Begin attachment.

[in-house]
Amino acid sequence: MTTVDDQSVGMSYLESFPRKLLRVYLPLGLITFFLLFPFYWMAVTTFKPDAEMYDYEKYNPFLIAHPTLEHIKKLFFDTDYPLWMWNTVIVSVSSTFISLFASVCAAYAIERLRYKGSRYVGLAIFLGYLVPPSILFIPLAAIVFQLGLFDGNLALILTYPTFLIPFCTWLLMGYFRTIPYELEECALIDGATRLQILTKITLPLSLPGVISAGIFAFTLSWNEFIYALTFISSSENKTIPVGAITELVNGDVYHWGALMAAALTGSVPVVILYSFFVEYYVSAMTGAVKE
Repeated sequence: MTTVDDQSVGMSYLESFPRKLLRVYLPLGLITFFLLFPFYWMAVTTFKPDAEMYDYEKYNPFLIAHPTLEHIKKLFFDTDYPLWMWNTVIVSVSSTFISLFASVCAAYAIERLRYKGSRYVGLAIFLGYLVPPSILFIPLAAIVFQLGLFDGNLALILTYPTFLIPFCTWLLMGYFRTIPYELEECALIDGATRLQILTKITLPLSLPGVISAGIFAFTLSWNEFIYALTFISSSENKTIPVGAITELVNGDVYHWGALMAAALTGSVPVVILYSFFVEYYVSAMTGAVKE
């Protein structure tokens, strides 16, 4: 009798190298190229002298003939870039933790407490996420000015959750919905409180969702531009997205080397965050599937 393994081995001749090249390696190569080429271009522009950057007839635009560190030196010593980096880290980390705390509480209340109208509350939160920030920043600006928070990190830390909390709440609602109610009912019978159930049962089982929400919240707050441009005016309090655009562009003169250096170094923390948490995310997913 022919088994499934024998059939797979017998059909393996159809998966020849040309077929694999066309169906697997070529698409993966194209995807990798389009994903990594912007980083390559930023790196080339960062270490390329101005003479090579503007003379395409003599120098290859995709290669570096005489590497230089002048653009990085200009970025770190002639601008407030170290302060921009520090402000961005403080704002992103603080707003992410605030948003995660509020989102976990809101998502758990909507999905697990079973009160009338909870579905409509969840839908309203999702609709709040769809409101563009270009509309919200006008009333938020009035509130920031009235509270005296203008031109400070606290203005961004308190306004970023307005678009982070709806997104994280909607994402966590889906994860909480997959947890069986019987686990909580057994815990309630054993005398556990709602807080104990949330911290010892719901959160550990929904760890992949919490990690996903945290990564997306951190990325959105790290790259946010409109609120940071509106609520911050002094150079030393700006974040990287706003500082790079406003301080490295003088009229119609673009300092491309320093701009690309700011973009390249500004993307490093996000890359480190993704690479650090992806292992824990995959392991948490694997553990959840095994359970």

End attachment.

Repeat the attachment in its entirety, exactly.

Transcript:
[in-house]
Amino acid sequence: MTTVDDQSVGMSYLESFPRKLLRVYLPLGLITFFLLFPFYWMAVTTFKPDAEMYDYEKYNPFLIAHPTLEHIKKLFFDTDYPLWMWNTVIVSVSSTFISLFASVCAAYAIERLRYKGSRYVGLAIFLGYLVPPSILFIPLAAIVFQLGLFDGNLALILTYPTFLIPFCTWLLMGYFRTIPYELEECALIDGATRLQILTKITLPLSLPGVISAGIFAFTLSWNEFIYALTFISSSENKTIPVGAITELVNGDVYHWGALMAAALTGSVPVVILYSFFVEYYVSAMTGAVKE
Repeated sequence: MTTVDDQSVGMSYLESFPRKLLRVYLPLGLITFFLLFPFYWMAVTTFKPDAEMYDYEKYNPFLIAHPTLEHIKKLFFDTDYPLWMWNTVIVSVSSTFISLFASVCAAYAIERLRYKGSRYVGLAIFLGYLVPPSILFIPLAAIVFQLGLFDGNLALILTYPTFLIPFCTWLLMGYFRTIPYELEECALIDGATRLQILTKITLPLSLPGVISAGIFAFTLSWNEFIYALTFISSSENKTIPVGAITELVNGDVYHWGALMAAALTGSVPVVILYSFFVEYYVSAMTGAVKE
């Protein structure tokens, strides 16, 4: 009798190298190229002298003939870039933790407490996420000015959750919905409180969702531009997205080397965050599937 393994081995001749090249390696190569080429271009522009950057007839635009560190030196010593980096880290980390705390509480209340109208509350939160920030920043600006928070990190830390909390709440609602109610009912019978159930049962089982929400919240707050441009005016309090655009562009003169250096170094923390948490995310997913 022919088994499934024998059939797979017998059909393996159809998966020849040309077929694999066309169906697997070529698409993966194209995807990798389009994903990594912007980083390559930023790196080339960062270490390329101005003479090579503007003379395409003599120098290859995709290669570096005489590497230089002048653009990085200009970025770190002639601008407030170290302060921009520090402000961005403080704002992103603080707003992410605030948003995660509020989102976990809101998502758990909507999905697990079973009160009338909870579905409509969840839908309203999702609709709040769809409101563009270009509309919200006008009333938020009035509130920031009235509270005296203008031109400070606290203005961004308190306004970023307005678009982070709806997104994280909607994402966590889906994860909480997959947890069986019987686990909580057994815990309630054993005398556990709602807080104990949330911290010892719901959160550990929904760890992949919490990690996903945290990564997306951190990325959105790290790259946010409109609120940071509106609520911050002094150079030393700006974040990287706003500082790079406003301080490295003088009229119609673009300092491309320093701009690309700011973009390249500004993307490093996000890359480190993704690479650090992806292992824990995959392991948490694997553990959840095994359970």